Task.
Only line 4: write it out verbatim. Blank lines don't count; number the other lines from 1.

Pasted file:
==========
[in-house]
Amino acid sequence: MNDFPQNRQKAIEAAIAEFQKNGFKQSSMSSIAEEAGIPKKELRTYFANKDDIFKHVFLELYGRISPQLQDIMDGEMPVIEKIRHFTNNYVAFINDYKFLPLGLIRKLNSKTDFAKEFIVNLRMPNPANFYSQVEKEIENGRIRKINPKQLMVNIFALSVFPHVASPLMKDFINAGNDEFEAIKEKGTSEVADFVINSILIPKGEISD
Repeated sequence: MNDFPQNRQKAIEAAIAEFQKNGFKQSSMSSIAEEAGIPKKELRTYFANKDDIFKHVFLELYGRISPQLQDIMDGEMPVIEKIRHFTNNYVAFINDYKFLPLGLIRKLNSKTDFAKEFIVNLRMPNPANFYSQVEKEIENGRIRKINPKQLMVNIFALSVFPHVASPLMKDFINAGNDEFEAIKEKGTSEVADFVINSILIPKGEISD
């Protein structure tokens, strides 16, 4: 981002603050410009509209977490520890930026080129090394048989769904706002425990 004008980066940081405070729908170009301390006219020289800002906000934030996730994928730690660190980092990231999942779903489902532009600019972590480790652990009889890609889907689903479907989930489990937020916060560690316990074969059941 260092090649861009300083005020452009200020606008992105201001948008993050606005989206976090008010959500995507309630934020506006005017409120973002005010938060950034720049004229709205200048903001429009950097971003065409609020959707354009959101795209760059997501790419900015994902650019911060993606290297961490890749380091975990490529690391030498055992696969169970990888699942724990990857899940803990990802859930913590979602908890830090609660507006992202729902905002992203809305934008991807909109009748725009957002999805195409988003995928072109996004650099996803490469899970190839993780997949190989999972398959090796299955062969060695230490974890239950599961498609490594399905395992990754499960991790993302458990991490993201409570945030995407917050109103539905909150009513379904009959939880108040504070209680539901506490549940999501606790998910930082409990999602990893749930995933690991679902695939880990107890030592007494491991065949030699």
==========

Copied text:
């Protein structure tokens, strides 16, 4: 981002603050410009509209977490520890930026080129090394048989769904706002425990 004008980066940081405070729908170009301390006219020289800002906000934030996730994928730690660190980092990231999942779903489902532009600019972590480790652990009889890609889907689903479907989930489990937020916060560690316990074969059941 260092090649861009300083005020452009200020606008992105201001948008993050606005989206976090008010959500995507309630934020506006005017409120973002005010938060950034720049004229709205200048903001429009950097971003065409609020959707354009959101795209760059997501790419900015994902650019911060993606290297961490890749380091975990490529690391030498055992696969169970990888699942724990990857899940803990990802859930913590979602908890830090609660507006992202729902905002992203809305934008991807909109009748725009957002999805195409988003995928072109996004650099996803490469899970190839993780997949190989999972398959090796299955062969060695230490974890239950599961498609490594399905395992990754499960991790993302458990991490993201409570945030995407917050109103539905909150009513379904009959939880108040504070209680539901506490549940999501606790998910930082409990999602990893749930995933690991679902695939880990107890030592007494491991065949030699």